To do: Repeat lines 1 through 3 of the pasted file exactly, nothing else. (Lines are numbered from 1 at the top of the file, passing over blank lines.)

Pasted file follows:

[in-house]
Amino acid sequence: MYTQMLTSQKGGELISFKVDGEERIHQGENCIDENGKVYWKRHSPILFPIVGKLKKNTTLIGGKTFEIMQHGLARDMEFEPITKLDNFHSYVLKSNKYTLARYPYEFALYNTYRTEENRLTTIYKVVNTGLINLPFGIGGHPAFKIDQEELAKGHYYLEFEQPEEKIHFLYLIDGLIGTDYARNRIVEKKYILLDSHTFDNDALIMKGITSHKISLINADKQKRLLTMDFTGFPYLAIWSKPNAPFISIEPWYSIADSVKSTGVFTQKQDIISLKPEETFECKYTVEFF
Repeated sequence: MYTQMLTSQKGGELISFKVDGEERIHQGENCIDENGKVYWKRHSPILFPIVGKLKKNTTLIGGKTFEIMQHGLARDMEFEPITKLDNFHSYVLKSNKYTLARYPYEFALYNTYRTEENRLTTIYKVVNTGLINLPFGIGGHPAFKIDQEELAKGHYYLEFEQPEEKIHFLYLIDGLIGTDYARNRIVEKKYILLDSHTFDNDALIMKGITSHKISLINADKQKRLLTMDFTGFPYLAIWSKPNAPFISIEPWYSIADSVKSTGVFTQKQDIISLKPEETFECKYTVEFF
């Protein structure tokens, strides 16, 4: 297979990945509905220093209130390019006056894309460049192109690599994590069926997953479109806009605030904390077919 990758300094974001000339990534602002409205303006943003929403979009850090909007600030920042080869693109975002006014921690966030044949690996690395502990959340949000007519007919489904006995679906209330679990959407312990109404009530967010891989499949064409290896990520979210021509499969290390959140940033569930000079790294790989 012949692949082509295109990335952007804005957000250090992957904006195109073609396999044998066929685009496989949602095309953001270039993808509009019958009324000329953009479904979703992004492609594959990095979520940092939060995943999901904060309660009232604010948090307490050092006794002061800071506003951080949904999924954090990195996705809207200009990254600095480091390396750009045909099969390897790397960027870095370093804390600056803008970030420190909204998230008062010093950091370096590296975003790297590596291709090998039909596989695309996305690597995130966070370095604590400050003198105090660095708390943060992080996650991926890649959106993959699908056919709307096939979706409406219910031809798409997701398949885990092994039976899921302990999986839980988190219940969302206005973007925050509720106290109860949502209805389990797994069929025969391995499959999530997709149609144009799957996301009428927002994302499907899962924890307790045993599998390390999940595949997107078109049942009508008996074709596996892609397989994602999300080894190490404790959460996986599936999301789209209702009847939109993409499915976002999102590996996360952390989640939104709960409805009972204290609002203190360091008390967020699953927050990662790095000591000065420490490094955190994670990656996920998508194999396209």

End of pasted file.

[in-house]
Amino acid sequence: MYTQMLTSQKGGELISFKVDGEERIHQGENCIDENGKVYWKRHSPILFPIVGKLKKNTTLIGGKTFEIMQHGLARDMEFEPITKLDNFHSYVLKSNKYTLARYPYEFALYNTYRTEENRLTTIYKVVNTGLINLPFGIGGHPAFKIDQEELAKGHYYLEFEQPEEKIHFLYLIDGLIGTDYARNRIVEKKYILLDSHTFDNDALIMKGITSHKISLINADKQKRLLTMDFTGFPYLAIWSKPNAPFISIEPWYSIADSVKSTGVFTQKQDIISLKPEETFECKYTVEFF
Repeated sequence: MYTQMLTSQKGGELISFKVDGEERIHQGENCIDENGKVYWKRHSPILFPIVGKLKKNTTLIGGKTFEIMQHGLARDMEFEPITKLDNFHSYVLKSNKYTLARYPYEFALYNTYRTEENRLTTIYKVVNTGLINLPFGIGGHPAFKIDQEELAKGHYYLEFEQPEEKIHFLYLIDGLIGTDYARNRIVEKKYILLDSHTFDNDALIMKGITSHKISLINADKQKRLLTMDFTGFPYLAIWSKPNAPFISIEPWYSIADSVKSTGVFTQKQDIISLKPEETFECKYTVEFF